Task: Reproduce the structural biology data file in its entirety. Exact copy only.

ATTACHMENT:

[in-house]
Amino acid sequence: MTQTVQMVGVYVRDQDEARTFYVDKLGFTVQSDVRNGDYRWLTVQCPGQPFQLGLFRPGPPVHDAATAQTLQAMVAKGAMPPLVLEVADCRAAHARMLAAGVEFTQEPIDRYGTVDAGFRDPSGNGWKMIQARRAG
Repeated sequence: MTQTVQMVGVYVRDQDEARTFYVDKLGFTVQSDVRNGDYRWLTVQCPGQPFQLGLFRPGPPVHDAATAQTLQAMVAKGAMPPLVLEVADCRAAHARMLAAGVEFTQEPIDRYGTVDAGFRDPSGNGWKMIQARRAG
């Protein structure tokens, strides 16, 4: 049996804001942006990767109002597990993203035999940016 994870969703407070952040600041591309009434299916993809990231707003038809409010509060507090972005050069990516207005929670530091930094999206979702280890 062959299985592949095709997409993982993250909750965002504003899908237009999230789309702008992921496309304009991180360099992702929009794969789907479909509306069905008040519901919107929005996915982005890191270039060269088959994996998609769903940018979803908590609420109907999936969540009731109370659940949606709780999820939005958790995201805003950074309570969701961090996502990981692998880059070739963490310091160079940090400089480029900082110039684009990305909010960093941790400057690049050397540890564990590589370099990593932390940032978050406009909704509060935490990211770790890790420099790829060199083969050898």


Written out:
[in-house]
Amino acid sequence: MTQTVQMVGVYVRDQDEARTFYVDKLGFTVQSDVRNGDYRWLTVQCPGQPFQLGLFRPGPPVHDAATAQTLQAMVAKGAMPPLVLEVADCRAAHARMLAAGVEFTQEPIDRYGTVDAGFRDPSGNGWKMIQARRAG
Repeated sequence: MTQTVQMVGVYVRDQDEARTFYVDKLGFTVQSDVRNGDYRWLTVQCPGQPFQLGLFRPGPPVHDAATAQTLQAMVAKGAMPPLVLEVADCRAAHARMLAAGVEFTQEPIDRYGTVDAGFRDPSGNGWKMIQARRAG
């Protein structure tokens, strides 16, 4: 049996804001942006990767109002597990993203035999940016 994870969703407070952040600041591309009434299916993809990231707003038809409010509060507090972005050069990516207005929670530091930094999206979702280890 062959299985592949095709997409993982993250909750965002504003899908237009999230789309702008992921496309304009991180360099992702929009794969789907479909509306069905008040519901919107929005996915982005890191270039060269088959994996998609769903940018979803908590609420109907999936969540009731109370659940949606709780999820939005958790995201805003950074309570969701961090996502990981692998880059070739963490310091160079940090400089480029900082110039684009990305909010960093941790400057690049050397540890564990590589370099990593932390940032978050406009909704509060935490990211770790890790420099790829060199083969050898």